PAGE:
Exelixis ' (NASDAQ: EXEL) Cabometyx continues to capture market share for patients with renal cell carcinoma, the most common form of kidney cancer, with more growth expected in the quarters ahead.
Exelixis results: The raw numbers
|Metric||Q2 2018||Q2 2017||Year-Over-Year Change|
|Revenue||$186.1 million||$99.0 million||88%|
|Income from operations||$85.8 million||$27.1 million||216%|
|Earnings per share||$0.28||$0.06||366%|
Data source: Exelixis.
What happened with Exelixis this quarter?
- Sales of Cabometyx increased 66% year over year to $145.8 million; Cometriq, which is the same active ingredient but for thyroid cancer, tacked on another $4.7 million.
- Revenue from collaborations added a solid $40.3 million; more than half of the category came from a $25 million milestone payment from Exelixis' international partner Ipsen Pharma for net sales reaching $100 million cumulatively over four consecutive quarters. Royalty revenue from Ipsen and a little from Roche for ex-U.S. sales of Cotellic added another $6.9 million. In the U.S., the joint venture with Roche's Genentech unit for Cotellic has become profitable, producing $2.7 million in collaboration revenue.
- During the quarter, Ipsen hit another milestone reaching $150 million in cumulative net sales, triggering an increase in the royalty rate from a range of 2% to 12% to a tiered royalty of 22% to 26%.
- Not only is the royalty rate going up, but overseas sales should rise as well as European regulators approved Cabometyx for use as first-line treatment, the same indication that has boosted U.S. sales.
- Even with research and development expenses increasing substantially, operating income line grew faster as it doesn't cost that much more to sell additional pills. Earnings also climbed even faster than operating income thanks to Exelixis paying off all its debts.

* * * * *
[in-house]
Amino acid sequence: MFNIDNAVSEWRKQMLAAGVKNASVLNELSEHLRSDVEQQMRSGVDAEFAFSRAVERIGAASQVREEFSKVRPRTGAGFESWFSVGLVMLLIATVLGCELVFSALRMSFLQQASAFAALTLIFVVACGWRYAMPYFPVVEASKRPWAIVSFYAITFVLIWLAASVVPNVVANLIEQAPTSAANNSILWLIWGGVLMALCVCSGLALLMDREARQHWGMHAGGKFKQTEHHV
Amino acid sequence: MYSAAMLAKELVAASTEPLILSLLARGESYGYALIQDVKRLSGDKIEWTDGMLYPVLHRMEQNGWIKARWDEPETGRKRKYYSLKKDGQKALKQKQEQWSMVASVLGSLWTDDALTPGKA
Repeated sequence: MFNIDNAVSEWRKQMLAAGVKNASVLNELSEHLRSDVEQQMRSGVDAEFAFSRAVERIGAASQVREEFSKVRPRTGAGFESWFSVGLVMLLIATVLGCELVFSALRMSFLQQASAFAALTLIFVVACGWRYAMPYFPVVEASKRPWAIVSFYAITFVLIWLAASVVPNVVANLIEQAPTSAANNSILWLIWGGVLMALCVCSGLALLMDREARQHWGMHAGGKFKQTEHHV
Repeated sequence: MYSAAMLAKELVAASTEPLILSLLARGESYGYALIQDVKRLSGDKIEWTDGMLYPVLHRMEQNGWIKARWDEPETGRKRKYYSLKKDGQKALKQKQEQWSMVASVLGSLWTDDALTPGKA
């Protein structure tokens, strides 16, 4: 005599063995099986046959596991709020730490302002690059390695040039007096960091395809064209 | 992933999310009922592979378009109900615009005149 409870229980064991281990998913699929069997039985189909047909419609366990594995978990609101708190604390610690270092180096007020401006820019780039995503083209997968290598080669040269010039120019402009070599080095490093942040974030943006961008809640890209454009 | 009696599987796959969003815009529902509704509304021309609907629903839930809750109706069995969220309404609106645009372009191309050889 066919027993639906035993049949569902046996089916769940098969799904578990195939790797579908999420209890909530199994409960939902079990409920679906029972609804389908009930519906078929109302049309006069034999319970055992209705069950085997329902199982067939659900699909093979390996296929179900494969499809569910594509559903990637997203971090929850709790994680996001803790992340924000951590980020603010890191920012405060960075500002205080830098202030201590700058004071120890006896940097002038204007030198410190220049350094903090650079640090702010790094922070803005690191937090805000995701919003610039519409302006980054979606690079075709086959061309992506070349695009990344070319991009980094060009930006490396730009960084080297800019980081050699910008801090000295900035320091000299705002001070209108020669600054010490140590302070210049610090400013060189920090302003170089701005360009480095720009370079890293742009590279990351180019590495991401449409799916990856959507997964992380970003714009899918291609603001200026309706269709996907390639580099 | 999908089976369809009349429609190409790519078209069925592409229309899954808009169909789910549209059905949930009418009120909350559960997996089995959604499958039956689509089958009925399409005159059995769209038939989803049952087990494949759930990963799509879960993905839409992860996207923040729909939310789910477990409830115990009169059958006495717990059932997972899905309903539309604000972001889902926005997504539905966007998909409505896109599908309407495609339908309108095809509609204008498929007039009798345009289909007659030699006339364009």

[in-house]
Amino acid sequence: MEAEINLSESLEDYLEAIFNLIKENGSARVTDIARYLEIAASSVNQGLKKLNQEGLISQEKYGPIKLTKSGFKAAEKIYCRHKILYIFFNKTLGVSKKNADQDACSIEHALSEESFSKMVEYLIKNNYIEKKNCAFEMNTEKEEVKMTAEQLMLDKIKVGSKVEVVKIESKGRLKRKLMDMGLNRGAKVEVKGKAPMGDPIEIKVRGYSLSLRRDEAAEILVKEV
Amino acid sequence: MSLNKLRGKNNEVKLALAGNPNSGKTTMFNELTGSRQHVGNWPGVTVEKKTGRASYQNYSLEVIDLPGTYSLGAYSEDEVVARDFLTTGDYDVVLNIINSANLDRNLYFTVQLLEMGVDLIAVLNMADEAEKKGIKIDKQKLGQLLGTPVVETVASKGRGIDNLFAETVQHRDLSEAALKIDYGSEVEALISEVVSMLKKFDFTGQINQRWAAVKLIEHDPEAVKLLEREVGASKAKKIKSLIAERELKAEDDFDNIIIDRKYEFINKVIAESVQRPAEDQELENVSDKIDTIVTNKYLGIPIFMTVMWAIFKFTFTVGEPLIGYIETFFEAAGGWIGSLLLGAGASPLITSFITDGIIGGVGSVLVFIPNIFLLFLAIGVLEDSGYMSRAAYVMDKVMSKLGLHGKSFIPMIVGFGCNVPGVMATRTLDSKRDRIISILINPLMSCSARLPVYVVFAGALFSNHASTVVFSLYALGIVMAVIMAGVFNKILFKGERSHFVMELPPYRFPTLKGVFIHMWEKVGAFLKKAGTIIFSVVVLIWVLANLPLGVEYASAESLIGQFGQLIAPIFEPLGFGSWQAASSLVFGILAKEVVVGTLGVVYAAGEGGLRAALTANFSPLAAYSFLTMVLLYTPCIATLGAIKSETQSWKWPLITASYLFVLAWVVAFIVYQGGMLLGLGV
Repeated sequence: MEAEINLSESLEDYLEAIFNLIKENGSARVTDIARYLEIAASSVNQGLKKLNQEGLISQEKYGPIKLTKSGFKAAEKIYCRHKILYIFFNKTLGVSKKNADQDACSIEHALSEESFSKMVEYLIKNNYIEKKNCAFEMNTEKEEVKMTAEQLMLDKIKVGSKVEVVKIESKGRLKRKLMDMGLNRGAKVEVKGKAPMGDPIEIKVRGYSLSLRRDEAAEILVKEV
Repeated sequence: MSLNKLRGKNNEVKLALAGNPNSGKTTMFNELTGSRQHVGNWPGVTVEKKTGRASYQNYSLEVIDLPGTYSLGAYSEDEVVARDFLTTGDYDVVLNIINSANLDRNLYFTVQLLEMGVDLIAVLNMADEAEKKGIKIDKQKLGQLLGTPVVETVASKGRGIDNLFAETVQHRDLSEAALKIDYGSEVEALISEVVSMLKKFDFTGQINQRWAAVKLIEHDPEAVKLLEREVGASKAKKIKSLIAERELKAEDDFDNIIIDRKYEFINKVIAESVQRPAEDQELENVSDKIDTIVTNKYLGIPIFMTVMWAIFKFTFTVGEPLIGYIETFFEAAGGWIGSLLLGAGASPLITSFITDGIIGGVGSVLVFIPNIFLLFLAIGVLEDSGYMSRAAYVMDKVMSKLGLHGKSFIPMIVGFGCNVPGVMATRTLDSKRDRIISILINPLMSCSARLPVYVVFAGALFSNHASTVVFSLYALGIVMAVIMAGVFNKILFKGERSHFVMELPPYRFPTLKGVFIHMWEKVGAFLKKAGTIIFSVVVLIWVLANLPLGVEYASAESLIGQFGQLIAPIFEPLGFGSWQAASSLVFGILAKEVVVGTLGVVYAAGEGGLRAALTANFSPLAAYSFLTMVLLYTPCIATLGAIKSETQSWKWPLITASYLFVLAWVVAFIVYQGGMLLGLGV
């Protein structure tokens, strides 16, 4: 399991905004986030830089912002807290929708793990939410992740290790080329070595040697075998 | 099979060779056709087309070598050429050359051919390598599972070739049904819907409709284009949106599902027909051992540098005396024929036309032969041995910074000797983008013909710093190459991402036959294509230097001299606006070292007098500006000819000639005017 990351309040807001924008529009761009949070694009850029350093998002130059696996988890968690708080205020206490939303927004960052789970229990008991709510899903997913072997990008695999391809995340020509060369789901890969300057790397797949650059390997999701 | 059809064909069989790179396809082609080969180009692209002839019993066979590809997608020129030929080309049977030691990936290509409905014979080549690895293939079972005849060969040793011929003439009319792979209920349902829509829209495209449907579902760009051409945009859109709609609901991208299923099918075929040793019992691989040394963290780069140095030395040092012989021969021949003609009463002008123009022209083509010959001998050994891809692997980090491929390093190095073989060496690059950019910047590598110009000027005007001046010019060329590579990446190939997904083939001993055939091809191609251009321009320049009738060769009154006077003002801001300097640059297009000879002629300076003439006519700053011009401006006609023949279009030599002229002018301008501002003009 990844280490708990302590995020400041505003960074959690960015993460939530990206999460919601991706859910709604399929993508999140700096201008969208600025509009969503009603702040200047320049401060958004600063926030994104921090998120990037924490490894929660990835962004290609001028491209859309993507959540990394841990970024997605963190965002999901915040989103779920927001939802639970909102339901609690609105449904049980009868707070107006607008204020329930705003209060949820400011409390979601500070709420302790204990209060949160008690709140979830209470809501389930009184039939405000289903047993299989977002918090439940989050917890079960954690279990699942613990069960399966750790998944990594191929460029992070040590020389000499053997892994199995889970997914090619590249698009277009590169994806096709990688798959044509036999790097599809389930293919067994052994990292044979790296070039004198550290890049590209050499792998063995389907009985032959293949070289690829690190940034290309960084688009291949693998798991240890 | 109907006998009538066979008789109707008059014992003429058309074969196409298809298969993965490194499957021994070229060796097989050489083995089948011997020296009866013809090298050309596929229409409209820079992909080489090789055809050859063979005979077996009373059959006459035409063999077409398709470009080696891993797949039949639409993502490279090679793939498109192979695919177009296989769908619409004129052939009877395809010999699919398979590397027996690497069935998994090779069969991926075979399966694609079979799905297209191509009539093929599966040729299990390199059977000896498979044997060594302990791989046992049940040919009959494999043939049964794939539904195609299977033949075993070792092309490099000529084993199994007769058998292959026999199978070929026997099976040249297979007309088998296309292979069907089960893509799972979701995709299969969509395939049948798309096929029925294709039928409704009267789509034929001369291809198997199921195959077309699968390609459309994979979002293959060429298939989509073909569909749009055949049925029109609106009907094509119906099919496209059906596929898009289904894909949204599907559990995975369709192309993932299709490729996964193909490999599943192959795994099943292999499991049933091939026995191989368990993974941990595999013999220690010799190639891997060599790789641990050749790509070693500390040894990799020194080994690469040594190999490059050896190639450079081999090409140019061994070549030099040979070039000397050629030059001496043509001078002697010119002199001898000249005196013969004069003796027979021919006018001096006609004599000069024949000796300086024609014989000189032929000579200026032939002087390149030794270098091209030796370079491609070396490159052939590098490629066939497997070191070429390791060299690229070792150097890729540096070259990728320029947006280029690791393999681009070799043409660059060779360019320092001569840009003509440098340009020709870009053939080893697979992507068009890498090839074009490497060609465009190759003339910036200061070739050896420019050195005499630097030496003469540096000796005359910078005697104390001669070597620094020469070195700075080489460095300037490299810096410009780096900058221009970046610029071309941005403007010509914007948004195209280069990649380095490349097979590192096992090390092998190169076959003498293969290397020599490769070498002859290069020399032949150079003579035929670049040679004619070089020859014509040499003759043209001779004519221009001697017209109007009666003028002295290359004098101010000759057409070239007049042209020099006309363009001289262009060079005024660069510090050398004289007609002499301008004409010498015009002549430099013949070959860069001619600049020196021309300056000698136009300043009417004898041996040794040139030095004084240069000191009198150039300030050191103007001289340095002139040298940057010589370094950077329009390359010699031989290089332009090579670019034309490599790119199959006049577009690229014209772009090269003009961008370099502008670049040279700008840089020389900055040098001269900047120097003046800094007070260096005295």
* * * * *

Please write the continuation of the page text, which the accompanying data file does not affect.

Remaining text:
What management had to say
Exelixis' CEO and president, Michael Morrissey, told investors to expect continued licensing deals to build out the company's pipeline, saying, "We hope to sign additional collaborations with early stage biotechs in 2018 and beyond in a low-risk financial manner through small upfronts and modest success-based milestones, allowing us to advance new assets aggressively, while discharging scientific and downstream clinical risk."
Patrick Haley, senior vice president of commercial, pointed out why it's not a major problem for patients to receive Bristol-Myers Squibb 's (NYSE: BMY) recently approved immuno-oncology (I/O) drugs, Opdivo and Yervoy: "The large majority of patients, who receive an I/O combo upfront will progress. And importantly, market research and KOL feedback indicate that cabo will be chosen for many of these patients upon progression as they enter the second-line treatment setting." (KOL stands for "key opinion leader," for those playing acronym bingo at home.)
Clearly, Exelixis' main task is to continue expanding sales of Cabometyx in kidney cancer, but long-term investors should also be focused on hepatocellular carcinoma, the most common form of liver cancer. After positive data for that tumor type, the drug is under Food and Drug Administration review with a decision expected on or before Jan. 14, 2019.
Further back, there's potential for combination treatments with Cabometyx, including with Bristol-Myers Squibb's Opdivo in kidney cancer that's in a phase 3 trial and with Roche's Tecentriq in a phase 1b study testing the combination in a variety of tumor types.
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